Scroll down for the headline story; I wanted to get to some other Obamacare business first. I'm a few days late to this story out of Colorado, but it's worth revisiting for a few reasons. Dan wrote last week about a brewing controversy in the Rocky Mountain State, where Sen. Mark Udall's staff appears to have pressured the state insurance commissioner's office to revise the number of Coloradans who lost their existing coverage under Obamacare. Democrats have been taking a beating over their "lie of the year," and Team Udall evidently tried to mitigate the damage by manipulating official statistics. "We need to move on this ASAP — or we’ll be forced to challenge the 249K number ourselves,” one staffer wrote in an email. This episode reflects poorly on Udall and offers an insight into Democrats' preoccupation with their self-inflicted political wound. In fact, every Senate Democrat voted to kill a Republican attempt to enshrine the president's "keep your plan" promise into law back in 2010. As it turns out, Udall was partially correct after all -- the state's figures were off. Just not in the direction his aides were lobbying for:
BREAKING: Colo. Division of Insurance confirms Obamacare cancellations 34% higher than previously believed, now at 335,000 cancellations— Rep. Cory Gardner (@repcorygardner) January 15, 2014
That number will only grow in 2014, as millions of additional Americans will receive new cancellation notices in the fall. Udall's electoral fortunes are not as secure as they once appeared, as a late 2013 Quinnipiac poll demonstrated his weakness as an incumbent. Meanwhile, Obamacare continues to wreak havoc on businesses and families alike. Here's a local report out of North Carolina -- where Sen. Kay Hagan's been playing hide and seek with the president -- about how local companies are grappling with the increased costs associated with the law:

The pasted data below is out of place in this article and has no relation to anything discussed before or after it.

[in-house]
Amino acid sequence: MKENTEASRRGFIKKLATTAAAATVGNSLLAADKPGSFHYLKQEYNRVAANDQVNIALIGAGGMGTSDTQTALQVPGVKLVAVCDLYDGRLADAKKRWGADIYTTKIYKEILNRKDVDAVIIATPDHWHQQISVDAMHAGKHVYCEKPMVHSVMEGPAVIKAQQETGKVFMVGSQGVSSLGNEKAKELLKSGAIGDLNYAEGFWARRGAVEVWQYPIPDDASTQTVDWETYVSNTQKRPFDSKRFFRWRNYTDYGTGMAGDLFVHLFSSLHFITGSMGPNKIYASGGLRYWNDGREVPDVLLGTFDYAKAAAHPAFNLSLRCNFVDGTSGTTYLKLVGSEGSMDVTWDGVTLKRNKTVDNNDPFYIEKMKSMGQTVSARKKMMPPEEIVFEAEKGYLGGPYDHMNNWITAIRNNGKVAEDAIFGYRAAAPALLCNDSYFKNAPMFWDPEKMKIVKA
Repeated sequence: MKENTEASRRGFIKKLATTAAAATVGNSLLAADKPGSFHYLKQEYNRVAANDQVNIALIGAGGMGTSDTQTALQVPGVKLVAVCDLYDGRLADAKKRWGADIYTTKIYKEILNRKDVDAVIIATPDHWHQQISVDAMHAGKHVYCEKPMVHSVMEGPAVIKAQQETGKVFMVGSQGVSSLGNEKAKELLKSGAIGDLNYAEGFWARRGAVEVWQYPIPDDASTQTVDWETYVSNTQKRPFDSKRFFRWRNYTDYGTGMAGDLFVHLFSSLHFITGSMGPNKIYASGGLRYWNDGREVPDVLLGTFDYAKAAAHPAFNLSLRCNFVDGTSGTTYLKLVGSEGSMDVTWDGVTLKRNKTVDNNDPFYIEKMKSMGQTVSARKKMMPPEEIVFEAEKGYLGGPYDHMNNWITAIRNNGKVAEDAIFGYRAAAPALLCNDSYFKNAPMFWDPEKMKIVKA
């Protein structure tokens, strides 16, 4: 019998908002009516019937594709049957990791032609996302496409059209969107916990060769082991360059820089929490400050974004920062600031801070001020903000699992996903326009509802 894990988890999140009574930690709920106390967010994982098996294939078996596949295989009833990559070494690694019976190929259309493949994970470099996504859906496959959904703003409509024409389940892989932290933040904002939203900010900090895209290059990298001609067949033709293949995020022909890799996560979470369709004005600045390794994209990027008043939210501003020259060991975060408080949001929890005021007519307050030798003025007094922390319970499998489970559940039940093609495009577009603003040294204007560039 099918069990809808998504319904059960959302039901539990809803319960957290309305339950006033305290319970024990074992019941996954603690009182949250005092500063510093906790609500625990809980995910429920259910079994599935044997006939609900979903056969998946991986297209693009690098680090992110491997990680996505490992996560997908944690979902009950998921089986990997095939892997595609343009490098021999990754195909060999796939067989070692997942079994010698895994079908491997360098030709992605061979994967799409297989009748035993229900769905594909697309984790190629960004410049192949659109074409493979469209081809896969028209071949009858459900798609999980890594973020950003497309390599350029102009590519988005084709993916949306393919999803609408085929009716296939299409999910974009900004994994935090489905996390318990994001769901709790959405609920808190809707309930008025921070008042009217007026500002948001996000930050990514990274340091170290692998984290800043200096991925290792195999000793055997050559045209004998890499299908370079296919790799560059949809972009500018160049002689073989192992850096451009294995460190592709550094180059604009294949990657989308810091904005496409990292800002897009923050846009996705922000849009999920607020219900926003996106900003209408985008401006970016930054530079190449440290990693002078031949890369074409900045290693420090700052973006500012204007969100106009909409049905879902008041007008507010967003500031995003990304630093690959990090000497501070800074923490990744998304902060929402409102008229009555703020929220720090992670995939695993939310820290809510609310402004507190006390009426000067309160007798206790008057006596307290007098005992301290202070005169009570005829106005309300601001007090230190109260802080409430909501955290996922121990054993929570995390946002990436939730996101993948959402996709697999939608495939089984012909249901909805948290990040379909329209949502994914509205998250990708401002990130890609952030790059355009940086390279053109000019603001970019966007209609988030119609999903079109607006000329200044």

Here's a bitter personal testimonial from a disaffected Obamacare fan:
My husband, Miles, was enrolled in what appeared to be an excellent, affordable plan at the stroke of midnight. Celebration seemed in order. It had been a tough slog, of course. We’d worried the GOP would succeed in defunding it or undermining it in some other way that would put affordable coverage further out of our reach. Then we’d wrestled with that horrific website, struggled to understand the choices before us and waited nervously after we did so to see if the insurance card would actually materialize. It did. On Jan. 1, we rejoiced. And on Jan. 10, we gave up. Ten days in, we decided to cancel Miles’ Obamacare plan, swallow hundreds of dollars we’ll probably never recover and buy him a private policy away from the Federal Health Insurance Exchange Marketplace. His new plan does benefit from many requirements of the Affordable Care Act as well, so that’s good. But even the administrators at Obamacare’s headquarters have agreed this is the best option. Really. That’s not how it was supposed to be. After dozens of hours of phone calls that displaced my usual work obligations this week, only one thing is clear: Nobody can give anybody a straight or consistent answer to anything. Our troubles may strike some as trivial and particular, although they wouldn’t if it happened to them. And anyone who wants a successful system – as we do – must understand that these nightmares are happening across the nation to the very people who want Obamacare to work.
Read the whole thing. This couple (both journalists -- surprise!) desperately wanted, and still want, Obamacare to work. But it's been such a colossal cluster for their finances and health that they had no choice but to pull the plug. I'll leave you with the story that got top billing in the headline, and it's a doozy. An Obamacare official admitted in testimony yesterday that the administration has no idea how many of the supposed 2.1 million new "enrollees" are actually paid up -- and are therefore actually enrolled (though even that hasn't been a silver bullet for everyone). And why, pray tell, don't they have a handle on this important number? Because the online functions that would track this sort of thing...still haven't been built. Henry Chao wasn't kidding. Wow: